A coho salmon bursts out of the water at the Salmon Cascades during a fall run. Opposite page: A creek runs through mossy rocks in the Sol Duc Valley. At a quarter mile, the trail jogs across an old logging road and soon enters old growth and an underbrush of huckleberry. At two miles, the trail rounds a spur at about 2,800 feet before gently meandering
toward the lake. Past the lake, the trail passes a marshy area and eventually ends where it intersects the Bogachiel Trail at Little Divide. From there, you can hike on to Deer Lake to the west.
For those who want to get some miles under their proverbial belt, also consider the North Fork Sol Duc Trail (10 miles, one-way), one that aptly follows the north fork of the Sol Duc to several good camping spots, such as Fryingpan Camp (three miles in) before descending into unmaintained trail for several miles before the North Fork Sol Duc Shelter at nine miles. The trail falls just short of Boulder Lake. Or try the Sol Duc Trail, an 8.5mile path that parallels the river to Bridge Creek, then follows that stream to Sol Duc Park and the High Divide where it joins the High Divide-Bailey Range Trail. Call the Wilderness Information Center (360-565-3100) for information on wilderness camping permits and bear canisters. It should be noted that Sol Duc Road, the entryway to the Sol Duc Valley off U.S. Highway 101 outside of Port Angeles, is closed to vehicles for the winter season. Visit www.nps.gov/olym for more information about accessibility.
HOT SPRINGS HISTORY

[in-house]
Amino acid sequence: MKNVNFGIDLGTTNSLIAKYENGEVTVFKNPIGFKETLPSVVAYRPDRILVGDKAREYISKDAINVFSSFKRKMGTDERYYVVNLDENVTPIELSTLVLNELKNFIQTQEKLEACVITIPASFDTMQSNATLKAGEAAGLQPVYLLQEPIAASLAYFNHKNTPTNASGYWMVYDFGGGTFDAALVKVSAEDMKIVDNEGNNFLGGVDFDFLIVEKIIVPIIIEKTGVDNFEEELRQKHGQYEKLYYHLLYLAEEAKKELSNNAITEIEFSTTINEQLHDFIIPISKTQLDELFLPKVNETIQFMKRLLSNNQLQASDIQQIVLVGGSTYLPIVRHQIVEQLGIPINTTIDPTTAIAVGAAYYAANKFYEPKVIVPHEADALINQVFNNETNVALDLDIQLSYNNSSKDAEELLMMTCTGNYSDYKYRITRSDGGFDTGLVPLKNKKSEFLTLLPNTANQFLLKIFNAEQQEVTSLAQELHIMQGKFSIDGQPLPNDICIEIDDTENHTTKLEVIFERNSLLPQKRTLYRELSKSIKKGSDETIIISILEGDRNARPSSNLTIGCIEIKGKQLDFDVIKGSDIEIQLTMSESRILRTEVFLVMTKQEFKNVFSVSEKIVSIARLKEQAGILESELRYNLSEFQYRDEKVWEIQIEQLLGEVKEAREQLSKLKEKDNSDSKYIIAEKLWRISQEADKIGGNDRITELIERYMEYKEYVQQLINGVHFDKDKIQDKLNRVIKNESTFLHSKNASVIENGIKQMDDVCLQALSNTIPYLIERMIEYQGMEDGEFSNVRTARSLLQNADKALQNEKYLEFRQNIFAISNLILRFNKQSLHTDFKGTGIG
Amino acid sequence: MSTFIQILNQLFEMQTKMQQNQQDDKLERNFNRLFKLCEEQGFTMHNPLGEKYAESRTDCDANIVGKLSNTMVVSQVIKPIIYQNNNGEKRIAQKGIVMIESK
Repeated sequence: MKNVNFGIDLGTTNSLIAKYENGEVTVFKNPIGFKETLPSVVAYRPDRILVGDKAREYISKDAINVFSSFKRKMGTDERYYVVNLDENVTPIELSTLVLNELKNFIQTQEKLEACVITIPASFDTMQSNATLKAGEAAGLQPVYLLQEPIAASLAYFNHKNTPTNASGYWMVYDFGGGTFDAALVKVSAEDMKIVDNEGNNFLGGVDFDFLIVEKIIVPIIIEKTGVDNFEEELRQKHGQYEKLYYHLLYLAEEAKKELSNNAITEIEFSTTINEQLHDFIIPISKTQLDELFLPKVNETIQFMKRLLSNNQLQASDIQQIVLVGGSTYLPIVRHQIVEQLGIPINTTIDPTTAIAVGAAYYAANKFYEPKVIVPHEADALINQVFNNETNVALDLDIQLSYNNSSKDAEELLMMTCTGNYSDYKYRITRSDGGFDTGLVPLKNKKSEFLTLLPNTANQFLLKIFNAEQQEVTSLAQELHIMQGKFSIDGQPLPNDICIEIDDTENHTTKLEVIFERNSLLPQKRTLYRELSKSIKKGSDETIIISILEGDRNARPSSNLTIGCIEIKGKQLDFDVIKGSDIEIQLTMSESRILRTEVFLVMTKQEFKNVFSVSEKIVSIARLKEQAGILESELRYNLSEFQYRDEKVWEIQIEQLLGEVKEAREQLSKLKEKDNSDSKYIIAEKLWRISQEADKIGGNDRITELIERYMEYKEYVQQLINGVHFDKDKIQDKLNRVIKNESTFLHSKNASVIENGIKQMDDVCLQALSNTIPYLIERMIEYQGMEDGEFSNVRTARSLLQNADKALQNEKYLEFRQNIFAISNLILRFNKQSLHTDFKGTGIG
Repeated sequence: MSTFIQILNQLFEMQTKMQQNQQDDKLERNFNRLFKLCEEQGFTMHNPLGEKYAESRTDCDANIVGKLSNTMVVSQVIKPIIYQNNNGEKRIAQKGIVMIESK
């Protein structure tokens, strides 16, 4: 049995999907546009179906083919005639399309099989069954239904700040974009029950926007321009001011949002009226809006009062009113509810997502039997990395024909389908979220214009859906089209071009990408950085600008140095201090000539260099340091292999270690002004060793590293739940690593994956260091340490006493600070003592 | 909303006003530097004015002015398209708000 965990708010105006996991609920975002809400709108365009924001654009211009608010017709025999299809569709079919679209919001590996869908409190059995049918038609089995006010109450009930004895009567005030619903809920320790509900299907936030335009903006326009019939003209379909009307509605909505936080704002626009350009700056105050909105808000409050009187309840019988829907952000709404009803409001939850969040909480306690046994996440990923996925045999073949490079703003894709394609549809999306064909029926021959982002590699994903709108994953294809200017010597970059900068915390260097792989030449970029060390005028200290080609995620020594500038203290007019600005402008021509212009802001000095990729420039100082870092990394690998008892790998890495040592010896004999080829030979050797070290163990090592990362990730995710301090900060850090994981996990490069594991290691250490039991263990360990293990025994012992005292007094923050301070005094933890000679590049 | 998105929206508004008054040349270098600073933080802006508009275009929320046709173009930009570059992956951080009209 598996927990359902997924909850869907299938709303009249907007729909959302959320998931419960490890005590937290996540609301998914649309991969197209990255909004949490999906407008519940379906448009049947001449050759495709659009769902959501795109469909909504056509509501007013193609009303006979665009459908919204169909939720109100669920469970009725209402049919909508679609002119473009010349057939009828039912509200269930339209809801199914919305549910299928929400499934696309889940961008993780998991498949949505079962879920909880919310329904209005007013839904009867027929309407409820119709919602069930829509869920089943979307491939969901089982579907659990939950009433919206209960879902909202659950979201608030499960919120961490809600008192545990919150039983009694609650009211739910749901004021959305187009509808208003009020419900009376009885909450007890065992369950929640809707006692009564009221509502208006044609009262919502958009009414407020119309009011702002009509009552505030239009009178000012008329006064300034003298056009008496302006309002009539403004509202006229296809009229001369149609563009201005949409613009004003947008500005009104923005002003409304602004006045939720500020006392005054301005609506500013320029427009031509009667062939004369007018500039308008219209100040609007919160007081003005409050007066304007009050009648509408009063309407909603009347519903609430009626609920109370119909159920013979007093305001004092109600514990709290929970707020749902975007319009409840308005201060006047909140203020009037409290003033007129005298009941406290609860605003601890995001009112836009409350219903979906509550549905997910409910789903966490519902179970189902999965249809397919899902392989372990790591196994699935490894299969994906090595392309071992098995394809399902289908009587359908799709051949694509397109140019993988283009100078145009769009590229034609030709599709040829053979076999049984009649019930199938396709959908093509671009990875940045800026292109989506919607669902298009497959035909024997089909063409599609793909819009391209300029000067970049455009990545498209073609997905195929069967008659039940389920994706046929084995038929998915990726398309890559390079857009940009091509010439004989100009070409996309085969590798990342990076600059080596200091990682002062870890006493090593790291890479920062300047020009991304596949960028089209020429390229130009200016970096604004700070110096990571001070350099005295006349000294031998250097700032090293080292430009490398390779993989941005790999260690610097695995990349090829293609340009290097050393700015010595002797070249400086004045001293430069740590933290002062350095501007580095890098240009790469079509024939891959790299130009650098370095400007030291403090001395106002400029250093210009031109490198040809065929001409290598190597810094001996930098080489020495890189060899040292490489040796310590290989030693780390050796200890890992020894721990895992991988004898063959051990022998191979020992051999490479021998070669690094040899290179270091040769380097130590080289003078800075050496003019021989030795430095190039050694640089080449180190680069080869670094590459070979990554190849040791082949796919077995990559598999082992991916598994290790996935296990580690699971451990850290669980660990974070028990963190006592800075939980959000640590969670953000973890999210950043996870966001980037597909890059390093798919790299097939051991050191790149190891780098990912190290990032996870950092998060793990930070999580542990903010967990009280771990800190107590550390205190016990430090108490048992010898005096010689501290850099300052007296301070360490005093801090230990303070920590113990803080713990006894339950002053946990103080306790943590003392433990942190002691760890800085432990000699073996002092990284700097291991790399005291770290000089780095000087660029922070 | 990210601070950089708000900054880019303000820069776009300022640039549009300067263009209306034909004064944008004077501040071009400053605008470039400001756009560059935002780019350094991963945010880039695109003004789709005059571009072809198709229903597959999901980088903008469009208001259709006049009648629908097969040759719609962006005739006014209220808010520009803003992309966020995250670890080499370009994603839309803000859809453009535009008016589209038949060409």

An Olympic National Park resource describes a Native American Indian legend that explains how Olympic and Sol Duc Hot Springs cam to be. Two dragons — one living in the
Sol Duc Valley, the other in the Elwha — were exploring the forest when they, for the first time, came face-to-face on top of the ridge separating the valleys. “They exploded with anger as each accused the other of invading its territory,” the legend goes, and “the fight was brutal as the dragons thrashed and ripped at each other to win back their territory.” After years of fighting and clawing at each other, the dragons frustratedly withdrew to caves in their respective valleys and are still crying over being defeated. Their hot tears are the source of the hot springs. Parratt notes in “Gods and Goblins” that sometime during the 1880s, a Quillayute Valley settler named Theodore Moritz “discovered” mineral water seepage in the Sol Duc Valley after being taken there by a grateful native to whom he had given medical assistance. He built a cabin there and filed a claim on the land. In 1910, an entrepreneur named Michael Earles formed the Sol Duc Hot Springs Company with four others, constructed a road from Fairholme on the west end of Lake Crescent to the springs and then spent about $500,000 on a health spa. This four-story, 165-room hotel opened May 15, 1912.
Winter 2017 LOP 7